Today is Blog Action Day 08, and I started thinking about experiences I had while I was in the classroom.
I taught in a very small school, and there were very few families of “average” socioeconomic status. There were many well above average, and many well below. It was an environment somewhat foreign to me, as I attended schools where most students were all about the same.
During the time I was there, I remember thinking about the achievement levels of all the kids– how those levels mostly fell into the patterns we were taught (from college methods classes) to expect. There were, however, a few kids who completely defied the stereotypes.
There were 4 in particular who amazed me with their accomplishments. According to all definitions, they lived in poverty. Additionally, their parents were either non-existent at home, abusive, drug/alcohol dependent, or all of the above. Yet these children were THRIVING at school. They made the superior honor roll. They were involved in multiple activities- because it was such a small school, kids who were involved in anything were usually involved in everything. They were leaders in their classes, had excellent senses of humor, and were well-liked all around. No one seemed to care that they often wore rags or didn’t have the latest, greatest technology.
I often asked my colleagues, “What is it about these kids that enable them to excel when, all factors considered, they should be struggling?” We often shrugged our shoulders and felt grateful for those kids.
Now, I think back on those kids… I still don’t know what it was that helped them initially, but I do know that all the positive forces in their lives helped them to CONTINUE to thrive. I’m happy just to have been in their somewhere, whether my contribution had much of an impact or not. I know that, somehow, they experienced something or someone who gave them advantages that other children living in poverty didn’t receive. They were lucky.
But then I think about the other kids who were growing up in the same types of households… the ones who didn’t thrive. I remember the school nurse quietly offering t-shirts to kids who came to school in dirty clothes everyday. Or the principal allowing some kids to arrive really early in the morning, so they could take a quick shower in the locker room and then head to the cafeteria to eat a hot breakfast. As much as we tried to help, and as much as we wanted them to be successful, some of them were not. They struggled to read. They struggled with basic math skills, even in high school. They struggled with relationships with other students. I often wonder, what could I have done better to help them? Would they always be “behind” in life? (Are they still behind now? )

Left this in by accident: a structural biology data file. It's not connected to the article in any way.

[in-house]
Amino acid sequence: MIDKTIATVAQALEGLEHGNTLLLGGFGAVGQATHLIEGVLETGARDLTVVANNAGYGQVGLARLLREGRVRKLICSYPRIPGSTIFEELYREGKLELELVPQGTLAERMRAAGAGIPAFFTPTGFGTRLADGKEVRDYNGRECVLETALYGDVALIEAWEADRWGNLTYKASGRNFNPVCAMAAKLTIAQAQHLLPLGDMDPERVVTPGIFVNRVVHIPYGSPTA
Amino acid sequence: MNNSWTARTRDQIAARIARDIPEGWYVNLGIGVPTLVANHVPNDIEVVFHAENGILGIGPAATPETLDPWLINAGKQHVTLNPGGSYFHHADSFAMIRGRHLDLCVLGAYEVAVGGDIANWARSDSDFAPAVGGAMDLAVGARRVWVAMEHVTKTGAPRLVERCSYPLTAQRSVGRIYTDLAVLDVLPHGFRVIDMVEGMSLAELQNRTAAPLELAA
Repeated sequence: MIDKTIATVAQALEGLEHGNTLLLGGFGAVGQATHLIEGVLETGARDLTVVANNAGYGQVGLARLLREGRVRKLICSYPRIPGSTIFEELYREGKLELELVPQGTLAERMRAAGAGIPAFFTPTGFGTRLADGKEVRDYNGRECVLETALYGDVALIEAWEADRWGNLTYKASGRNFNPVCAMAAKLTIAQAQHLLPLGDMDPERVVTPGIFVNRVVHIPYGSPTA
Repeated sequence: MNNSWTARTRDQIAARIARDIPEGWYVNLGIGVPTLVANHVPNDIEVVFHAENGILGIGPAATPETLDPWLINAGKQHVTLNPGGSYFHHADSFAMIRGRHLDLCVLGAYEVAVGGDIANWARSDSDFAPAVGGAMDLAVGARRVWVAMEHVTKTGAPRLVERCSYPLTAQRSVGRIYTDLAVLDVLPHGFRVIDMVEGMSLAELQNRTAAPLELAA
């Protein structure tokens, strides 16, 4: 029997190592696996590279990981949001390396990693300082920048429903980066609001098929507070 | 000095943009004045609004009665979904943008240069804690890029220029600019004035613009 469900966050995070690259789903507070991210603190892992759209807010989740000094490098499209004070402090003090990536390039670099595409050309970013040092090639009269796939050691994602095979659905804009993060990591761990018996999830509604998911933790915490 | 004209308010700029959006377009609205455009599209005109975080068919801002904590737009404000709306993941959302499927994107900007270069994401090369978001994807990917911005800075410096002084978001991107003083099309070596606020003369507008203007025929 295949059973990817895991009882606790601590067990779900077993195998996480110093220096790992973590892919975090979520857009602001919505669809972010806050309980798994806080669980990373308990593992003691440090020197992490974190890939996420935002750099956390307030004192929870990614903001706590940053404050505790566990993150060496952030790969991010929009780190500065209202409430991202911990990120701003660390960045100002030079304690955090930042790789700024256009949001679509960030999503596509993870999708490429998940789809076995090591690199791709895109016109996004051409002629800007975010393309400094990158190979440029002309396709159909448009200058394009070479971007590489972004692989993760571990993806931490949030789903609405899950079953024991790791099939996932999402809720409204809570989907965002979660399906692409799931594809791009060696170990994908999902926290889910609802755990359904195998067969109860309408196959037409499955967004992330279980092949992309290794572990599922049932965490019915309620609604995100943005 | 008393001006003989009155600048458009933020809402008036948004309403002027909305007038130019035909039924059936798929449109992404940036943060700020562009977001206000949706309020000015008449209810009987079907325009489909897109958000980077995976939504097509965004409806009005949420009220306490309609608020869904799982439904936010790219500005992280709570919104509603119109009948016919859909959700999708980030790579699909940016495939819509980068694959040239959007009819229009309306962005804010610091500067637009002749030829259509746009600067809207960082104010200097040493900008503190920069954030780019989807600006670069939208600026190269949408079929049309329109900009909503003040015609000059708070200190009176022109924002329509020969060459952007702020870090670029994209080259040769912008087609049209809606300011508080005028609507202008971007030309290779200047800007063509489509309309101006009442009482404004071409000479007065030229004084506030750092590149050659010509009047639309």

Now, while I’m in a different position in a different place, I think about the kids in our schools who have similar situations. The “haves” walk in the door with their designer clothing and backpacks, cell phones, iPods, laptops- and although they’re asked to put those ‘distractions’ away at school- these kids have ACCESS. They are always connected. What about the students who aren’t as connected? Are they already behind in school on what educators view as traditional curriculum? If so, how much further behind will these kids be in 21st century skills? Do these kids have the same opportunity to learn the media, information, and technological literacies as their more affluent peers?
With what you know about your own schools, think about the following:
- students who struggle with basic ‘traditional’ literacy skills spend more time on skill/drill and re-teaching activities– and less on critical thinking, problem-solving, and creative activities.
- which kids in your schools struggle the most? Are they given time to think critically, or are they doing skill and drills?
- which kids in your schools spend the most time connected to the internet during school? Those who have access at home already, or those who do not?
- when you or your teachers use technology as a tool to facilitate learning, are you (they) replicating pen and paper activities with technology, or using the tools to ask good questions, solve problems, create new products and gain deeper understanding?
Now think about these statements:
Education is supposed to be the great equalizer.
Some have said that technology is the new great equalizer.
I think that, if we don’t make changes in our schools NOW, we are going to experience one of the greatest divides ever between those who can afford to be connected, and those who cannot. What are you going to do about that?